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Optical signatures of photoinduced phase transitions in IrTe2

December 13, 2021 @ 20:40 - 20:55 CET

G. Jecl,1,2* V. Nasretdinova,3 Y. Gerasimenko,1,† T. Mertelj,1,2 C. Monney,4 F. von Rohr,5 D. Mihailović1,2,3

1Department of Complex Matter, Jožef Stefan Institute, Ljubljana, SI-1000, Slovenia

2Faculty of Mathematics and Physics, University of Ljubljana, Ljubljana, SI-1000, Slovenia

3CENN Nanocenter, Ljubljana, SI-1000, Slovenia

4Département de Physique and Fribourg Center for Nanomaterials, Université de Fribourg, Fribourg, CH-1700, Switzerland

5Department of Chemistry, University of Zürich, Zürich, CH-8057, Switzerland

IrTe2, a Van-der-Waals transition metal dichalcogenide, is known to host a complicated phase diagram: two first order phase transitions into charge ordered stripe phases of different periodicity are observed in bulk undoped samples [1]; superconductivity emerges in bulk doped samples resulting in the familiar superconducting dome behavior [1]; superconductor – normal metal switching was demonstrated in un-doped quenched nanoflakes [2]; and superconductivity has been shown to emerge in thin flakes resulting in a superconducting dome as a function of flake thickness [3]. Most interestingly however, fast cooling of undoped bulk samples has resulted in the formation of superconducting hexagonal-like surface patches appearing at three-fold stripe phase intersections [4].

We have studied the possibility to control the low temperature charge order in IrTe2 with ultrafast pulses using optical time domain spectroscopy. High fluence photoexcitation gives rise to non-thermal behavior of transient reflectivity on sub-picosecond timescales, indicative of a transient photoinduced phase transition thought to be associated with Ir dimer breaking and recovery [5]. Following the trajectory of the system in double-pump measurements we observe definite evidence of a transition to a mixture of higher temperature equilibrium phases several picoseconds after the arrival of the strongly perturbing pulse, as well as the material’s subsequent relaxation into the low temperature equilibrium state some 100 to 150 picoseconds after excitation. We conclude that the phase transitions at these timescales are driven by the increase in the transient lattice temperature imposed by laser excitation.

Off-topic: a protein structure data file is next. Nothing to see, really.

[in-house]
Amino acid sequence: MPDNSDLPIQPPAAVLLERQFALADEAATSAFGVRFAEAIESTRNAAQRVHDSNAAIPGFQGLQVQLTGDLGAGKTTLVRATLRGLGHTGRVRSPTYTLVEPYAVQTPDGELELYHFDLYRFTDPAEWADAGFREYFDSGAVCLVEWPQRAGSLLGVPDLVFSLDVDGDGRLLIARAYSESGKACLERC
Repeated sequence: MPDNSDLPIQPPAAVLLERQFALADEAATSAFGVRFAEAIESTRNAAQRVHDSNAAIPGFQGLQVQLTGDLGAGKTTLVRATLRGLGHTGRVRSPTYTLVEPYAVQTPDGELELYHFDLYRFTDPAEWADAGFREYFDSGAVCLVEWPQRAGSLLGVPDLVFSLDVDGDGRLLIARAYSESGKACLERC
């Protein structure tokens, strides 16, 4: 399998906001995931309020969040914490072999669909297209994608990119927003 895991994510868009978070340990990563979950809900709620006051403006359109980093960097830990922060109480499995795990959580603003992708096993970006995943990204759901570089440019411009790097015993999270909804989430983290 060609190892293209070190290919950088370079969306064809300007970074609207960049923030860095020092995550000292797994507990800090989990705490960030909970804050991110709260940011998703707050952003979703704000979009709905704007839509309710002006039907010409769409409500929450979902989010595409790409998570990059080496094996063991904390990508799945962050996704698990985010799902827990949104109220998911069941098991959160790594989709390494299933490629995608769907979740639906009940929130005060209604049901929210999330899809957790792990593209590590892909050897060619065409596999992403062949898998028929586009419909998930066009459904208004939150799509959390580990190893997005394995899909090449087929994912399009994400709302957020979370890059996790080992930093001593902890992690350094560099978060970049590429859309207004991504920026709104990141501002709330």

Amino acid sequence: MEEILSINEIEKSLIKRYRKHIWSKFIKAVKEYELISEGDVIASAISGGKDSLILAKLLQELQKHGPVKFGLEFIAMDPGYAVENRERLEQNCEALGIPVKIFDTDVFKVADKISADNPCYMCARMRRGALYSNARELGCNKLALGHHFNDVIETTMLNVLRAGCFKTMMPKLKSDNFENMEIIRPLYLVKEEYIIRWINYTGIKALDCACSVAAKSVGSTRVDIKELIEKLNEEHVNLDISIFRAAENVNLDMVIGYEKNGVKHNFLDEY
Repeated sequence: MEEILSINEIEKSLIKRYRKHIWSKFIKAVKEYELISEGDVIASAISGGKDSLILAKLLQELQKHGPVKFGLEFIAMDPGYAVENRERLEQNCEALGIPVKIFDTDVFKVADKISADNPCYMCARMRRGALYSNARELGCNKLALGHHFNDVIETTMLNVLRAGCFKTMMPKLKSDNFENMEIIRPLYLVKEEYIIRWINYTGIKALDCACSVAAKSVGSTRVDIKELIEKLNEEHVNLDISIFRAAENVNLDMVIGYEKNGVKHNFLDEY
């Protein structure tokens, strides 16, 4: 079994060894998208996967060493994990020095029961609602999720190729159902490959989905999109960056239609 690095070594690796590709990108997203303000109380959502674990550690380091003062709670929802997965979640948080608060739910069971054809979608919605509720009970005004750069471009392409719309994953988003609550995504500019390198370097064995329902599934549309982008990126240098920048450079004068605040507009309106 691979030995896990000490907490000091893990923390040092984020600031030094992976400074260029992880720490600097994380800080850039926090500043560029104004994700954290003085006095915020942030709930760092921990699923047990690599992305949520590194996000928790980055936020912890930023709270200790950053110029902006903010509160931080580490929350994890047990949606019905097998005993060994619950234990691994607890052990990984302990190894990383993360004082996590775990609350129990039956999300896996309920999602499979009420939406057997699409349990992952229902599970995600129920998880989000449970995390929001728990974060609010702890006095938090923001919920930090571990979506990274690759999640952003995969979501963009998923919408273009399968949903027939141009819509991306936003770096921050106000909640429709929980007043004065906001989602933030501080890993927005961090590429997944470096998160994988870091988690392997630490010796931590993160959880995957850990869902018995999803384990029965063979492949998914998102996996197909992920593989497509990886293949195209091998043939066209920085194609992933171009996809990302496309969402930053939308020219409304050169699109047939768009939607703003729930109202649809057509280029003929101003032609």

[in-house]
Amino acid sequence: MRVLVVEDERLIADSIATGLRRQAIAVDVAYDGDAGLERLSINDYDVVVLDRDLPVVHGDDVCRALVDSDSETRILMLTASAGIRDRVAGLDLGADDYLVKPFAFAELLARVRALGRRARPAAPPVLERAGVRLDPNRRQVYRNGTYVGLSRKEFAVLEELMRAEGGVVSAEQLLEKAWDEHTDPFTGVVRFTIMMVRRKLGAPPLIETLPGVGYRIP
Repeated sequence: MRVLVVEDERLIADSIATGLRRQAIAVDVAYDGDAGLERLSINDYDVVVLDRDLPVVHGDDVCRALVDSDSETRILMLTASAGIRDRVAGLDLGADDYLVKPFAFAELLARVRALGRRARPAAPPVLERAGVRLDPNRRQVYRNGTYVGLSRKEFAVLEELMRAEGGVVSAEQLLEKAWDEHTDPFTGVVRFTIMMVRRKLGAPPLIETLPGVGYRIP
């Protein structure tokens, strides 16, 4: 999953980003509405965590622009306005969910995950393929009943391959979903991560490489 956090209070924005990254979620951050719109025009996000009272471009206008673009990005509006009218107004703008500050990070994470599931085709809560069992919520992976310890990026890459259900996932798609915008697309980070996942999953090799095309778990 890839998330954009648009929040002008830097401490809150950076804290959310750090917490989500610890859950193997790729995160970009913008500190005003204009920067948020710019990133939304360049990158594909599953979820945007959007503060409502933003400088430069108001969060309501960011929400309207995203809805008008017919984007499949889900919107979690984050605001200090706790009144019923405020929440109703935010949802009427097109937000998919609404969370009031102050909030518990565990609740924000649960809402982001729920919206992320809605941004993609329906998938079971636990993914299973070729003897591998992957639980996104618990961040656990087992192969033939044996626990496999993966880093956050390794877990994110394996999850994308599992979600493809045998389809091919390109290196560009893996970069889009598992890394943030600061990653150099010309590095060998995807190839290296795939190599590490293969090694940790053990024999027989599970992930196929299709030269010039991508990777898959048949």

On the other hand, by tracking the response to increasing intensity of the pump beam at a fixed delay in the double-pump experiment we observe threshold-like behavior in the temporal as well as in the spectral domain, thus shedding light on the connection between the dimer breaking transition at sub-picosecond timescales and the transient lattice temperature driven transitions at longer timescales.

  1. S. Pyon et.al., Journal of the Physical Society of Japan, 81, 053701 (2012)
  2. H. Oike at. al., Science Advances 4, eaau3489, 2018
  3. S. Park et.al., Nature Communications 12, 3157, 2021
  4. H. S. Kim et.al., Nano Letters, 16, 4620-4265, 2016
  5. S.-I. Ideta et. al., Science Advances 4, eaar3867, 2018

Present affiliation: Faculty of Physics, Universität Regensburg, 93040 Regensburg, Germany

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December 13, 2021
20:40 - 20:55 CET
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